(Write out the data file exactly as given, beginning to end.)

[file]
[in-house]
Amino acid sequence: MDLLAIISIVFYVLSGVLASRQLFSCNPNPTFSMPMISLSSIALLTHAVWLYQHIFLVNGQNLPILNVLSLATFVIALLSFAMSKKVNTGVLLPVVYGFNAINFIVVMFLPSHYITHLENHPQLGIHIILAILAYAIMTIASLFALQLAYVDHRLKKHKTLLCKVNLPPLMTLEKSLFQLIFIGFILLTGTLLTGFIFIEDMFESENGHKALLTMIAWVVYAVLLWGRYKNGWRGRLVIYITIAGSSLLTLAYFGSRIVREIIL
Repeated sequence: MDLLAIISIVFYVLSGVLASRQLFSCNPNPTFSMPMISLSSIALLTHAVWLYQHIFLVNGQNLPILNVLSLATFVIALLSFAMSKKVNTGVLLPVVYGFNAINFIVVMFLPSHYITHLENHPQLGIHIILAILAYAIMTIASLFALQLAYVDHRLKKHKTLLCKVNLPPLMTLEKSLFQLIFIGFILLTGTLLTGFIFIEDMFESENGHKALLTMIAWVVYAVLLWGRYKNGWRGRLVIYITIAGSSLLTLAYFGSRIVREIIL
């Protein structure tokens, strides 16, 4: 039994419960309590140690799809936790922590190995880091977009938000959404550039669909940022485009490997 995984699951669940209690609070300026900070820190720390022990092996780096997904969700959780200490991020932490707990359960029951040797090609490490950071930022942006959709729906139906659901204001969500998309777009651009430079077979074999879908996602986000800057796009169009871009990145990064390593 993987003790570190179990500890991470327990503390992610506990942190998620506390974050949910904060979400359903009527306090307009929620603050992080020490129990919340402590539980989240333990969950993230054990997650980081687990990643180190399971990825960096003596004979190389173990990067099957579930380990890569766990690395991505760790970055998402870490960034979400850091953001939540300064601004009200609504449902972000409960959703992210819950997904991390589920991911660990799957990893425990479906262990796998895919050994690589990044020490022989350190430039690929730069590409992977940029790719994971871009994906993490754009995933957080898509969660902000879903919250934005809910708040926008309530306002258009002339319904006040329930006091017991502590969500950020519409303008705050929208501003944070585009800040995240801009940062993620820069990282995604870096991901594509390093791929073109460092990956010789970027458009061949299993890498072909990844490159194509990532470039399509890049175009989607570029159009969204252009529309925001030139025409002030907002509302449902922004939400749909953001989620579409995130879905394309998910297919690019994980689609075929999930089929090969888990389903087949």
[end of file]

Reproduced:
[in-house]
Amino acid sequence: MDLLAIISIVFYVLSGVLASRQLFSCNPNPTFSMPMISLSSIALLTHAVWLYQHIFLVNGQNLPILNVLSLATFVIALLSFAMSKKVNTGVLLPVVYGFNAINFIVVMFLPSHYITHLENHPQLGIHIILAILAYAIMTIASLFALQLAYVDHRLKKHKTLLCKVNLPPLMTLEKSLFQLIFIGFILLTGTLLTGFIFIEDMFESENGHKALLTMIAWVVYAVLLWGRYKNGWRGRLVIYITIAGSSLLTLAYFGSRIVREIIL
Repeated sequence: MDLLAIISIVFYVLSGVLASRQLFSCNPNPTFSMPMISLSSIALLTHAVWLYQHIFLVNGQNLPILNVLSLATFVIALLSFAMSKKVNTGVLLPVVYGFNAINFIVVMFLPSHYITHLENHPQLGIHIILAILAYAIMTIASLFALQLAYVDHRLKKHKTLLCKVNLPPLMTLEKSLFQLIFIGFILLTGTLLTGFIFIEDMFESENGHKALLTMIAWVVYAVLLWGRYKNGWRGRLVIYITIAGSSLLTLAYFGSRIVREIIL
């Protein structure tokens, strides 16, 4: 039994419960309590140690799809936790922590190995880091977009938000959404550039669909940022485009490997 995984699951669940209690609070300026900070820190720390022990092996780096997904969700959780200490991020932490707990359960029951040797090609490490950071930022942006959709729906139906659901204001969500998309777009651009430079077979074999879908996602986000800057796009169009871009990145990064390593 993987003790570190179990500890991470327990503390992610506990942190998620506390974050949910904060979400359903009527306090307009929620603050992080020490129990919340402590539980989240333990969950993230054990997650980081687990990643180190399971990825960096003596004979190389173990990067099957579930380990890569766990690395991505760790970055998402870490960034979400850091953001939540300064601004009200609504449902972000409960959703992210819950997904991390589920991911660990799957990893425990479906262990796998895919050994690589990044020490022989350190430039690929730069590409992977940029790719994971871009994906993490754009995933957080898509969660902000879903919250934005809910708040926008309530306002258009002339319904006040329930006091017991502590969500950020519409303008705050929208501003944070585009800040995240801009940062993620820069990282995604870096991901594509390093791929073109460092990956010789970027458009061949299993890498072909990844490159194509990532470039399509890049175009989607570029159009969204252009529309925001030139025409002030907002509302449902922004939400749909953001989620579409995130879905394309998910297919690019994980689609075929999930089929090969888990389903087949």